9 Ways to Beat the Patriarchal Christian Right on Abortion
Heavy clouds are seen at sunset over Saint Peter's Basilica in the Vatican in November 2012. An independent Roman Catholic newspaper in the United States called Monday for a campaign to reverse the Vatican's refusal to allow women to become priests.
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Most Americans think of childbearing as a deeply personal or even sacred decision. So do most reproductive rights advocates. That is why we don’t think anybody’s boss or any institution should have a say in it. But for almost three decades, those of us who hold this view have failed to create a resonant conversation about why, sometimes, it is morally or spiritually imperative that a woman can stop a pregnancy that is underway.
My friend Patricia offers a single reason for her passionate defense of reproductive care that includes abortion: Every baby should have its toes kissed. If life is precious and helping our children to flourish is one of the most precious obligations we take on in life, then being able to stop an ill-conceived gestation is a sacred gift. Deciding whether to keep or terminate a pregnancy is a process that is laden with enduring values: responsibility, stewardship, love, honesty, compassion, freedom, balance, discernment. But how often do we hear words like these coming from pro-choice advocates?
Can we reclaim the moral and spiritual high ground? Yes. But to do so will require a challenge to the status quo on two fronts. Rather than ignoring the right's claims, we must confront their arguments. We must also express our pro-choice position in clear, resonant moral and spiritual terms. In other words, in combination, we must show why ours is the more moral, more spiritual position.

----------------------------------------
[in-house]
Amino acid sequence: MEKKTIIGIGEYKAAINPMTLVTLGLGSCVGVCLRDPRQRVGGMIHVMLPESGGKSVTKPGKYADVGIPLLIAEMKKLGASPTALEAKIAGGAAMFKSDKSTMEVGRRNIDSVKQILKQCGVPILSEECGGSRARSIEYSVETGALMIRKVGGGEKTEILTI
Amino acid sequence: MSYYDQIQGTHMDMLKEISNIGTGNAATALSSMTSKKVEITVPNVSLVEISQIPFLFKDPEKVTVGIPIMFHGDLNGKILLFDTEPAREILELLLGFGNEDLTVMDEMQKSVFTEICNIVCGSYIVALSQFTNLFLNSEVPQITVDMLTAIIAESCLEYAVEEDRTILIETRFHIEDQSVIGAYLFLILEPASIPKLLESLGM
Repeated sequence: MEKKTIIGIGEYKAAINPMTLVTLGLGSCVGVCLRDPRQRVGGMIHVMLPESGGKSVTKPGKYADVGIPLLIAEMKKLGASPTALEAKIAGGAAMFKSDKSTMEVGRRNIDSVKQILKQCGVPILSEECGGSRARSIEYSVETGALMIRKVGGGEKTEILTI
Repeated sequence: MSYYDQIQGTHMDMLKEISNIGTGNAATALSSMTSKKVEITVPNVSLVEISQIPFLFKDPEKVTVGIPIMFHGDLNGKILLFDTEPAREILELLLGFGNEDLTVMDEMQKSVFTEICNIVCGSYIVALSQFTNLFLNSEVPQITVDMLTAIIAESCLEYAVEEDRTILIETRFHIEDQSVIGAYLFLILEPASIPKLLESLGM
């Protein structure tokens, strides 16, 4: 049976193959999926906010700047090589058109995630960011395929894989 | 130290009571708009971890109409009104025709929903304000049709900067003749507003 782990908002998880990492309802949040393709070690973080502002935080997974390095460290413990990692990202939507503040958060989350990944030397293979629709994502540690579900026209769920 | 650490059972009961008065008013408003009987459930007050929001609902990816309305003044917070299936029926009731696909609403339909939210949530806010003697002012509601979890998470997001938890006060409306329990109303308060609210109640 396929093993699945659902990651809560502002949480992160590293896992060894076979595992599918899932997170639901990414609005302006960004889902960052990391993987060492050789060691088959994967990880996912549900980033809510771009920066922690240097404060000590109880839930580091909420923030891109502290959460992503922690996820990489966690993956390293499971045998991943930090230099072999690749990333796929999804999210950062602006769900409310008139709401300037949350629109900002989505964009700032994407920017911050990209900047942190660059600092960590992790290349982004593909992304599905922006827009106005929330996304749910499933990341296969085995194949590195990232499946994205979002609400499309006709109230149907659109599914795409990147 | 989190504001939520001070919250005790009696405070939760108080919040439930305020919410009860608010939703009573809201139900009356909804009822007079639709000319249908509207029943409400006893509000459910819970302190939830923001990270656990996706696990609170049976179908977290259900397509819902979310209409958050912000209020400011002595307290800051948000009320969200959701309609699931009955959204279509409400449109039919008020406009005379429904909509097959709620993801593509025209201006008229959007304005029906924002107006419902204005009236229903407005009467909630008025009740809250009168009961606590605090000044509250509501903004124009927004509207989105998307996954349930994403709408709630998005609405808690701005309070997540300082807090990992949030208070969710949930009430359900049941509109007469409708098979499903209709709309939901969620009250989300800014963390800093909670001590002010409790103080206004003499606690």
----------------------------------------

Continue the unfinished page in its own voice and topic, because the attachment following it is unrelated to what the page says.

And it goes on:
This isn’t as hard as it sounds. Most “pro-life” positions aren’t really pro-life; they are no-choice. They are designed to protecttraditional gender roles and patriarchal institutions and, specifically, institutional religion. The Catholic Bishops and Southern Baptist Convention—both leaders in the charge against reproductive rights-- represent traditions in which male “headship” and control of female fertility have long been tools of competition for money and power. They use moral language to advance goals that have little to do with the wellbeing of women or children or the sacred web of life that sustains us all.
The arguments they make to attain these ends are powerful emotionally but not rationally. They appeal to antiquated and brittle conceptions of God. They appeal to the crumbling illusion of biblical and ecclesiastical perfection—and the crumbling authority of authority itself. They corrupt the civil rights tradition and turn religious freedom on its head. They play games with our protective instinct and cheapen what it means to be a person. They lie.
That adds up to a lot of vulnerability in what should be the stronghold of the priesthood: their claim to speak for what is good and right.
If we want Americans to understand and distance from the moral emptiness of the “pro-life” movement, we will have to challenge the patriarchs in on their home turf, in their position as moral guides.
Here, for openers, are a few ways we might change the conversation:
1. Talk about the whole moral continuum. A moral continuum ranges from actions that are forbidden, to those that are allowed, to those that are obligatory. When it comes to abortion, we talk only about one half of this continuum—Is it forbidden or is it allowed?—when, in actuality, a women faced with an ill-conceived pregnancy often experiences herself at the other end of the continuum, wrestling with a set of competing duties or obligations. What is my responsibility to my other children? To society? To my partner? To myself? (To cite a personal example, my husband and I chose an abortion under circumstances where it would have felt like a violation of our core values to do otherwise.) The current conversation doesn’t reflect the real quandaries women face, one in which moral imperatives can and do compete with other moral imperatives. Nor does it reflect the wide range of spiritual values and god concepts that enter into the decision making process.